A glimpse of how triathlon will take place in the Philippines post COVID-19

By Nicole Ganglani | Photo by Javier Lobregat

Triathlon is one of the many sports that will significantly change in the future with the impact of the coronavirus pandemic going beyond safety restrictions. According to The Next Step Triathlon team coach and triathlete Dan Brown, sponsorship has lessened and general interest will decrease in the next 12 months. On top of that, triathletes will have less money to spend on coaching and equipment, which can affect their performance.

Ironman CEO Andrew Messick meanwhile has made it clear that the show will go on. The world-famous triathlon series vows to continue its major events later this year or in early 2021 (Ironman Kona World Championships was moved to Feb. 6, 2021) instead of refunding participant fees. Messick told The New York Times that Ironman would rather come up with race substitutions instead of canceling races so triathletes will still have something to look forward to. 

The International Triathlon Union (ITU) also released its COVID-19 prevention guidelines for event organizers that outline how races could be like in what many refer to as the “new normal.” Most of the proposed recommendations intend to reduce general risk of transmission, which include ditching handshakes and hugs, the sharing of steam rooms or saunas and regular contact with one’s own mouth, nose and eyes. 

Given that the coronavirus pandemic has yet to subside in many countries including the Philippines, there will be more changes and restrictions imposed during races that, according to Messick via Triathlon Magazine, each country will handle differently. So what can people expect from triathlon events in the Philippines? Brown and another renowned coach Don Velasco share some of their insights. 

 

No races in the PH at least for the next seven months

“I see Ironman events starting back gradually in different countries first. Australia and New Zealand will start and then the other countries will follow,” says Brown. 

As of today, Australia is on track to having no coronavirus cases by July. The Rugby League in Australia started last May 28 and already allows a maximum of 50 people in the audience. The fact that contact sports like rugby is now ongoing in Australia is a good sign for athletes participating in Ironman Australia on Sept. 12.

Brown adds that triathlon races can go back to how it used to be if there are no longer coronavirus cases in the Philippines, which, he says, could happen within eight to 12 months depending on how the Philippines manages the crisis. There’s also the possibility that athletes will be tested too before participating in a race. 

 

More indoor training and virtual races

“A lot more will train indoors. This is nothing new to some (like for me and my athletes) but most will be ‘forced’ into it,” says Velasco. “Indoor training is not a bad thing especially if done right, efficiently and effectively.” 

Indoor training has been the name of the game since the pandemic exploded in March. with gyms and sports facilities shutting their doors. Indoor races or virtual triathlons will also likely continue in the next few months. In the United States, DelMoSports (an organization that plans races in Philadelphia and South Jersey) has already started executing virtual tournaments. Their races require athletes to time themselves and set their own bike and run course as they compete indoors.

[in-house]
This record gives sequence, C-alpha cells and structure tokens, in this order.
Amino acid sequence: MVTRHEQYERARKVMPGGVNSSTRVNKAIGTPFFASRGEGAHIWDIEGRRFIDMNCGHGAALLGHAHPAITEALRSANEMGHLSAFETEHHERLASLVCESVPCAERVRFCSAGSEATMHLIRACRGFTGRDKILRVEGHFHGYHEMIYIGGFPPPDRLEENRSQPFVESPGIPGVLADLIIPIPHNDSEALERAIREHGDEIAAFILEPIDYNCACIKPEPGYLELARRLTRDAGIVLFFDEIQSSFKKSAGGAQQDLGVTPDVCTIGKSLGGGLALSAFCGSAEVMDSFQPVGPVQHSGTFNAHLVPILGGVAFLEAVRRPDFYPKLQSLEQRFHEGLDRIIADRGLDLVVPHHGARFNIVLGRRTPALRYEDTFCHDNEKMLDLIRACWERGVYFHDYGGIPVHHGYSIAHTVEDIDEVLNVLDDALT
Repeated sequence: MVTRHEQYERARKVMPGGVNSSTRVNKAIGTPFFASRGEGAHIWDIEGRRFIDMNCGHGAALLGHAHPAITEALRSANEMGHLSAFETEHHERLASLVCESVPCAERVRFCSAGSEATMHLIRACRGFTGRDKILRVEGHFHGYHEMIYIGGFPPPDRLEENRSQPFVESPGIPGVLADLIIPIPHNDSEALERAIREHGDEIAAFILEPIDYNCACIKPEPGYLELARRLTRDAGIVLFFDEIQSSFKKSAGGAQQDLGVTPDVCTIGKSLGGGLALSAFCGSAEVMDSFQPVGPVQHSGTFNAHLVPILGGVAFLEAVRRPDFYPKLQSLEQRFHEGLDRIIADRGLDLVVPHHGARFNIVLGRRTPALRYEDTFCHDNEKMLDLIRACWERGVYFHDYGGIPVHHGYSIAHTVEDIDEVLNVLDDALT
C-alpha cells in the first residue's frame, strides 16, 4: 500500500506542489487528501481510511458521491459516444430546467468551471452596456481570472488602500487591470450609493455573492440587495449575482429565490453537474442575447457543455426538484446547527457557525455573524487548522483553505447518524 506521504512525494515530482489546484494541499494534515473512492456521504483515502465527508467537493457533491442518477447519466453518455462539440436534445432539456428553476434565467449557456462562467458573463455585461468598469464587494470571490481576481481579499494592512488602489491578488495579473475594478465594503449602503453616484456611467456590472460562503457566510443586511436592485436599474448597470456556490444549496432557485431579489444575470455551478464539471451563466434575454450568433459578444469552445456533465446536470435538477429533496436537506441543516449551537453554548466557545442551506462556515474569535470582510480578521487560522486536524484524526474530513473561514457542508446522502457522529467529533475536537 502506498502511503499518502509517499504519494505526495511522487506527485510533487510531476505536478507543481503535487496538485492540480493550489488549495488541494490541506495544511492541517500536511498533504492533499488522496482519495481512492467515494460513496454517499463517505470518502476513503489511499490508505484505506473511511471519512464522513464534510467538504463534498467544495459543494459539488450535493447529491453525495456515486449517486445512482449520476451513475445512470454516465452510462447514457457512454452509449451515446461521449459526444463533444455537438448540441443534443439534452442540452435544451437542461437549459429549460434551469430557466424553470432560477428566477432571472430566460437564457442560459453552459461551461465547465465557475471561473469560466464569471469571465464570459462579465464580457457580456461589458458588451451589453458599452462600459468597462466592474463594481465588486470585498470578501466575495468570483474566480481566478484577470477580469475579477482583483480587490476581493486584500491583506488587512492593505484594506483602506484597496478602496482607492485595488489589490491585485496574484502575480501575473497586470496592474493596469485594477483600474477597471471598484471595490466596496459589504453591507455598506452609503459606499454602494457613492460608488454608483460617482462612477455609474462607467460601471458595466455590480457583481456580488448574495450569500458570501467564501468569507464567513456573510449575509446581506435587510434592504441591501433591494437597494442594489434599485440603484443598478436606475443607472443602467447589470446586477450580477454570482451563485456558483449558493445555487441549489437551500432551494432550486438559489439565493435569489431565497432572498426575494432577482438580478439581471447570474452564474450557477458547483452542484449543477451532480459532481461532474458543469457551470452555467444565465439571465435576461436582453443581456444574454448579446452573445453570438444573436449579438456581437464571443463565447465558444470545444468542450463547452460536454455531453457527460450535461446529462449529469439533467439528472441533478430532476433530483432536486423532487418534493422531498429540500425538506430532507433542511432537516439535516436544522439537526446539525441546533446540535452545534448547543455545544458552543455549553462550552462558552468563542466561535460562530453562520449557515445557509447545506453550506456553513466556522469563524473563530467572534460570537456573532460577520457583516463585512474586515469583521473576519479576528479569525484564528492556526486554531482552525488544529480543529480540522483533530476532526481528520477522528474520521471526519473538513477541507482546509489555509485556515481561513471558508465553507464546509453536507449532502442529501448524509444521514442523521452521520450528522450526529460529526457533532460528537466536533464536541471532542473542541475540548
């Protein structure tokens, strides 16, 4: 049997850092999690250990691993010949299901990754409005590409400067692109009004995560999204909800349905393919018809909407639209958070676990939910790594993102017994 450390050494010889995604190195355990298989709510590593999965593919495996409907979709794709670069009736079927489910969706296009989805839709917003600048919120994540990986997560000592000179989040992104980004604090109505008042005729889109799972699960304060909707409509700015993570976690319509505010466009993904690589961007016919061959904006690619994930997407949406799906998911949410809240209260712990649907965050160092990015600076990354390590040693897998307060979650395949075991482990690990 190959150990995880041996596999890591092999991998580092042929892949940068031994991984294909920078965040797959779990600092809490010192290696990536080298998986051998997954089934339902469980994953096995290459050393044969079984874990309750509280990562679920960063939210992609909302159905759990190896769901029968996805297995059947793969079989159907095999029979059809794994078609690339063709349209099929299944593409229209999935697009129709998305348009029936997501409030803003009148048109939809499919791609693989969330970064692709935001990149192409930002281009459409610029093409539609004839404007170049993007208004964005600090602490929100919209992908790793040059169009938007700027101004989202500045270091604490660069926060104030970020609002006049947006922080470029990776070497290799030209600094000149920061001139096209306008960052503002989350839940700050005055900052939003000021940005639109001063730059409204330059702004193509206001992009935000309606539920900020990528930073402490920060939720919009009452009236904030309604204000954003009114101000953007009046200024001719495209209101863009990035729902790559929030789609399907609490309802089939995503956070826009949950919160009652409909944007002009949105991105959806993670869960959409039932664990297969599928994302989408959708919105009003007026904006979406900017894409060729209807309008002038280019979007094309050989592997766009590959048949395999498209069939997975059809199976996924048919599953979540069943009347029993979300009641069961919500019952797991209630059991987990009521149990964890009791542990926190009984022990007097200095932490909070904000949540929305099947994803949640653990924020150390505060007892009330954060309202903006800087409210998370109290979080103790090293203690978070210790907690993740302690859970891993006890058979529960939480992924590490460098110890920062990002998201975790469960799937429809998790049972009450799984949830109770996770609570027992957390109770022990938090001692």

Triathlon events could be smaller

Velasco says that local race organizers could possibly host smaller triathlon events to ensure social distancing among race participants, officials and other people involved. Race protocols will have to include testing prior to the race and rolling starts per triathlete as athlete “self-sufficiency” will be emphasized.

 

A change of race format and guidelines

Aside from testing, triathletes will have to follow social distancing even during the race itself. Based on the same ITU COVID-19 prevention guidelines for event organizers, which Messick says could likely be enforced in Ironman events as well, athletes could be required to stay four meters apart from each other and avoid face-to-face contact. Another rule in the bike course is to only allow non-drafting for events with more than 100 athletes involved. 

 

PH triathlon will always be there

Despite the uncertainty brought about by the pandemic, Velasco is optimistic that Philippine triathlon will remain the same. It’s just going to take some time before triathletes will get to race once again. “Given the importance of exercise and living a healthy lifestyle, this is a mere ‘pause.’ More people will also explore multisport events because health and wellness will be even bigger after this,” says Velasco.

Velasco mentioned that triathlon is constantly evolving as the participants grow every year. In August 2019, the Alaska Ironkids event in Ironman Cebu saw over 384 participants ranging from six- to 14-year-old kids—a far cry from its initial 60 participants when the race first took place in 2009. The triathlon community is continuously growing so the future of the sport remains bright and essential, only enriched by preventative lessons. 

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